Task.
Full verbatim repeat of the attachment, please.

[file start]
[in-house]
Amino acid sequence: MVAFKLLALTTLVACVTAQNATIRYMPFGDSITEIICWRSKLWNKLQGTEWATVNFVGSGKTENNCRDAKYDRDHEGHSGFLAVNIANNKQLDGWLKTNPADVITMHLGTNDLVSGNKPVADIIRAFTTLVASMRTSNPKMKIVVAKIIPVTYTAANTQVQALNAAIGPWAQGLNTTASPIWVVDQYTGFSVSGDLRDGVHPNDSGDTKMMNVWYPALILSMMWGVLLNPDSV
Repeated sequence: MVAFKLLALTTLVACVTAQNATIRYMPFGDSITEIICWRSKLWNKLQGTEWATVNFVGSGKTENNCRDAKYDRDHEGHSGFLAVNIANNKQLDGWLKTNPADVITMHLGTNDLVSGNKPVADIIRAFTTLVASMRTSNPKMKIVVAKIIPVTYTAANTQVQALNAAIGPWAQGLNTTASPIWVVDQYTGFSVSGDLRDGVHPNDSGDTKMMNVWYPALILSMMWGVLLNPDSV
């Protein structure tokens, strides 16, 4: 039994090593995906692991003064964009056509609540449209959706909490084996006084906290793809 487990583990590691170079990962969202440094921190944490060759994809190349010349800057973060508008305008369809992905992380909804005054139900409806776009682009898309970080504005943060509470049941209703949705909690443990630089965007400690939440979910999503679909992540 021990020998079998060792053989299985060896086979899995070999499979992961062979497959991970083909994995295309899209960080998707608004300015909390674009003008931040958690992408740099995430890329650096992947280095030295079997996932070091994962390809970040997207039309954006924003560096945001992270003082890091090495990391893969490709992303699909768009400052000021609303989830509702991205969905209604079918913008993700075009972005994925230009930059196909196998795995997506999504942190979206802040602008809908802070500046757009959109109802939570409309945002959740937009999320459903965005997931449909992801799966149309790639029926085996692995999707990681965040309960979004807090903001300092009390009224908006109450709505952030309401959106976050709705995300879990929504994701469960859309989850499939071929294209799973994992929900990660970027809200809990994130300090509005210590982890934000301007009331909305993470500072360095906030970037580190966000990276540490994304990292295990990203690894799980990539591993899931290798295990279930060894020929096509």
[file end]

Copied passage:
[in-house]
Amino acid sequence: MVAFKLLALTTLVACVTAQNATIRYMPFGDSITEIICWRSKLWNKLQGTEWATVNFVGSGKTENNCRDAKYDRDHEGHSGFLAVNIANNKQLDGWLKTNPADVITMHLGTNDLVSGNKPVADIIRAFTTLVASMRTSNPKMKIVVAKIIPVTYTAANTQVQALNAAIGPWAQGLNTTASPIWVVDQYTGFSVSGDLRDGVHPNDSGDTKMMNVWYPALILSMMWGVLLNPDSV
Repeated sequence: MVAFKLLALTTLVACVTAQNATIRYMPFGDSITEIICWRSKLWNKLQGTEWATVNFVGSGKTENNCRDAKYDRDHEGHSGFLAVNIANNKQLDGWLKTNPADVITMHLGTNDLVSGNKPVADIIRAFTTLVASMRTSNPKMKIVVAKIIPVTYTAANTQVQALNAAIGPWAQGLNTTASPIWVVDQYTGFSVSGDLRDGVHPNDSGDTKMMNVWYPALILSMMWGVLLNPDSV
């Protein structure tokens, strides 16, 4: 039994090593995906692991003064964009056509609540449209959706909490084996006084906290793809 487990583990590691170079990962969202440094921190944490060759994809190349010349800057973060508008305008369809992905992380909804005054139900409806776009682009898309970080504005943060509470049941209703949705909690443990630089965007400690939440979910999503679909992540 021990020998079998060792053989299985060896086979899995070999499979992961062979497959991970083909994995295309899209960080998707608004300015909390674009003008931040958690992408740099995430890329650096992947280095030295079997996932070091994962390809970040997207039309954006924003560096945001992270003082890091090495990391893969490709992303699909768009400052000021609303989830509702991205969905209604079918913008993700075009972005994925230009930059196909196998795995997506999504942190979206802040602008809908802070500046757009959109109802939570409309945002959740937009999320459903965005997931449909992801799966149309790639029926085996692995999707990681965040309960979004807090903001300092009390009224908006109450709505952030309401959106976050709705995300879990929504994701469960859309989850499939071929294209799973994992929900990660970027809200809990994130300090509005210590982890934000301007009331909305993470500072360095906030970037580190966000990276540490994304990292295990990203690894799980990539591993899931290798295990279930060894020929096509």